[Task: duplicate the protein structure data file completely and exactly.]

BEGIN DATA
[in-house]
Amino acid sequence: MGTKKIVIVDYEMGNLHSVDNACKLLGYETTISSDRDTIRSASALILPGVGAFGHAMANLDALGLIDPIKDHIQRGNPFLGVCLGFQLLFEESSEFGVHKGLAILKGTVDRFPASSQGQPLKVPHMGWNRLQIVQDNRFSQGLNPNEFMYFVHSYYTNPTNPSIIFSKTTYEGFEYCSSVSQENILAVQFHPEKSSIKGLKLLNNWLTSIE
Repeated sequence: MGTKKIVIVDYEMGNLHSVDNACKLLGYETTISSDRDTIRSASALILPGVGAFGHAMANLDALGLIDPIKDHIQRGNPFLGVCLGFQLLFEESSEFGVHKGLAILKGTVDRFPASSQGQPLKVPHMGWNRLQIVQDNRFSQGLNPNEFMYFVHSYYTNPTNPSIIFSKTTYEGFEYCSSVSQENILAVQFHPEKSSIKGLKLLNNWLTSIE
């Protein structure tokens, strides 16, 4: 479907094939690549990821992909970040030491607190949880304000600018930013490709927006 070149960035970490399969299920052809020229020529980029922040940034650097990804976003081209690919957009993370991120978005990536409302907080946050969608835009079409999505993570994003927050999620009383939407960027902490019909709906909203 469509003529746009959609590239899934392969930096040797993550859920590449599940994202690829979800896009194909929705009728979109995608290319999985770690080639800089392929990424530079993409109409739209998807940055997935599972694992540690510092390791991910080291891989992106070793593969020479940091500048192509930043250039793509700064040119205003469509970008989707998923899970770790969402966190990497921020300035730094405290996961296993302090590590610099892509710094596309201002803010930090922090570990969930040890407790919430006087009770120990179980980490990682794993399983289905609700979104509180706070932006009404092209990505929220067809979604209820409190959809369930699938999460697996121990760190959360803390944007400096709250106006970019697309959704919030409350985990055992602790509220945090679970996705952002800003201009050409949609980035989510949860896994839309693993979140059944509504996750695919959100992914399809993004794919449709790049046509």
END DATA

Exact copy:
[in-house]
Amino acid sequence: MGTKKIVIVDYEMGNLHSVDNACKLLGYETTISSDRDTIRSASALILPGVGAFGHAMANLDALGLIDPIKDHIQRGNPFLGVCLGFQLLFEESSEFGVHKGLAILKGTVDRFPASSQGQPLKVPHMGWNRLQIVQDNRFSQGLNPNEFMYFVHSYYTNPTNPSIIFSKTTYEGFEYCSSVSQENILAVQFHPEKSSIKGLKLLNNWLTSIE
Repeated sequence: MGTKKIVIVDYEMGNLHSVDNACKLLGYETTISSDRDTIRSASALILPGVGAFGHAMANLDALGLIDPIKDHIQRGNPFLGVCLGFQLLFEESSEFGVHKGLAILKGTVDRFPASSQGQPLKVPHMGWNRLQIVQDNRFSQGLNPNEFMYFVHSYYTNPTNPSIIFSKTTYEGFEYCSSVSQENILAVQFHPEKSSIKGLKLLNNWLTSIE
């Protein structure tokens, strides 16, 4: 479907094939690549990821992909970040030491607190949880304000600018930013490709927006 070149960035970490399969299920052809020229020529980029922040940034650097990804976003081209690919957009993370991120978005990536409302907080946050969608835009079409999505993570994003927050999620009383939407960027902490019909709906909203 469509003529746009959609590239899934392969930096040797993550859920590449599940994202690829979800896009194909929705009728979109995608290319999985770690080639800089392929990424530079993409109409739209998807940055997935599972694992540690510092390791991910080291891989992106070793593969020479940091500048192509930043250039793509700064040119205003469509970008989707998923899970770790969402966190990497921020300035730094405290996961296993302090590590610099892509710094596309201002803010930090922090570990969930040890407790919430006087009770120990179980980490990682794993399983289905609700979104509180706070932006009404092209990505929220067809979604209820409190959809369930699938999460697996121990760190959360803390944007400096709250106006970019697309959704919030409350985990055992602790509220945090679970996705952002800003201009050409949609980035989510949860896994839309693993979140059944509504996750695919959100992914399809993004794919449709790049046509």